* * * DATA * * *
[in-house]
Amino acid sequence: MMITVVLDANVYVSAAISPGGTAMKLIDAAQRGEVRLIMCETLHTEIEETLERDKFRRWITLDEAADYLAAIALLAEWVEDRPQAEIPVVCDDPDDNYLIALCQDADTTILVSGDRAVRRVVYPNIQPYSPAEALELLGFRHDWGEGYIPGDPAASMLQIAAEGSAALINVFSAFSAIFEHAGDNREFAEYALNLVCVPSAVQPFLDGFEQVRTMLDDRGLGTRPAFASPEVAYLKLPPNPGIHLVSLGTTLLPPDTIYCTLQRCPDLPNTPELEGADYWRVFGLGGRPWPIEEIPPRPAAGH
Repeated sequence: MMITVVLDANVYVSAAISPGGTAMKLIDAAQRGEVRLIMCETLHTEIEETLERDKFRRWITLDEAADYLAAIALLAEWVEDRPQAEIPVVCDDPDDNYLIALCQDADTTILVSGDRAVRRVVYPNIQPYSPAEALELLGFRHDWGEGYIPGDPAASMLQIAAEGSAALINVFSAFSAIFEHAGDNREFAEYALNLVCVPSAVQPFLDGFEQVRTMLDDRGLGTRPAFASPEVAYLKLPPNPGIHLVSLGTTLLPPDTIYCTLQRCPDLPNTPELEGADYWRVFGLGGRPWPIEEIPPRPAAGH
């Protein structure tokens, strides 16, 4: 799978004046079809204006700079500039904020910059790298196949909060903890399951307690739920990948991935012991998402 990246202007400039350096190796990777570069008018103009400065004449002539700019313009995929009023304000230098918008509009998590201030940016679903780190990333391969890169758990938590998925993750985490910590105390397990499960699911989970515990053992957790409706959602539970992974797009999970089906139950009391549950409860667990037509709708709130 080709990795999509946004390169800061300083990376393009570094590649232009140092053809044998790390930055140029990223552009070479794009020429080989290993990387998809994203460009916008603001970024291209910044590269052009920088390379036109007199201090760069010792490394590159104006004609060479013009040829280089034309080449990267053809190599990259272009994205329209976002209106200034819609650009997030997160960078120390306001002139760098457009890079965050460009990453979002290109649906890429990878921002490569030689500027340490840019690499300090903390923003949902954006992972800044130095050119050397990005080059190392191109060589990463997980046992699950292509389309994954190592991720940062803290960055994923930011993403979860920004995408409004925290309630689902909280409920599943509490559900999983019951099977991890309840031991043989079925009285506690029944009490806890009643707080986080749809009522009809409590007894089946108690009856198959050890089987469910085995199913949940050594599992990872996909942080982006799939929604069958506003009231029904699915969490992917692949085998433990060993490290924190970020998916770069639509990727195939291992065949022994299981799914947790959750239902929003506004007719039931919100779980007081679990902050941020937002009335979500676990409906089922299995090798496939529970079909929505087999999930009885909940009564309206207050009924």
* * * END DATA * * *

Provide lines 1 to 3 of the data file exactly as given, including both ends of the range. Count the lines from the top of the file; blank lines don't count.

[in-house]
Amino acid sequence: MMITVVLDANVYVSAAISPGGTAMKLIDAAQRGEVRLIMCETLHTEIEETLERDKFRRWITLDEAADYLAAIALLAEWVEDRPQAEIPVVCDDPDDNYLIALCQDADTTILVSGDRAVRRVVYPNIQPYSPAEALELLGFRHDWGEGYIPGDPAASMLQIAAEGSAALINVFSAFSAIFEHAGDNREFAEYALNLVCVPSAVQPFLDGFEQVRTMLDDRGLGTRPAFASPEVAYLKLPPNPGIHLVSLGTTLLPPDTIYCTLQRCPDLPNTPELEGADYWRVFGLGGRPWPIEEIPPRPAAGH
Repeated sequence: MMITVVLDANVYVSAAISPGGTAMKLIDAAQRGEVRLIMCETLHTEIEETLERDKFRRWITLDEAADYLAAIALLAEWVEDRPQAEIPVVCDDPDDNYLIALCQDADTTILVSGDRAVRRVVYPNIQPYSPAEALELLGFRHDWGEGYIPGDPAASMLQIAAEGSAALINVFSAFSAIFEHAGDNREFAEYALNLVCVPSAVQPFLDGFEQVRTMLDDRGLGTRPAFASPEVAYLKLPPNPGIHLVSLGTTLLPPDTIYCTLQRCPDLPNTPELEGADYWRVFGLGGRPWPIEEIPPRPAAGH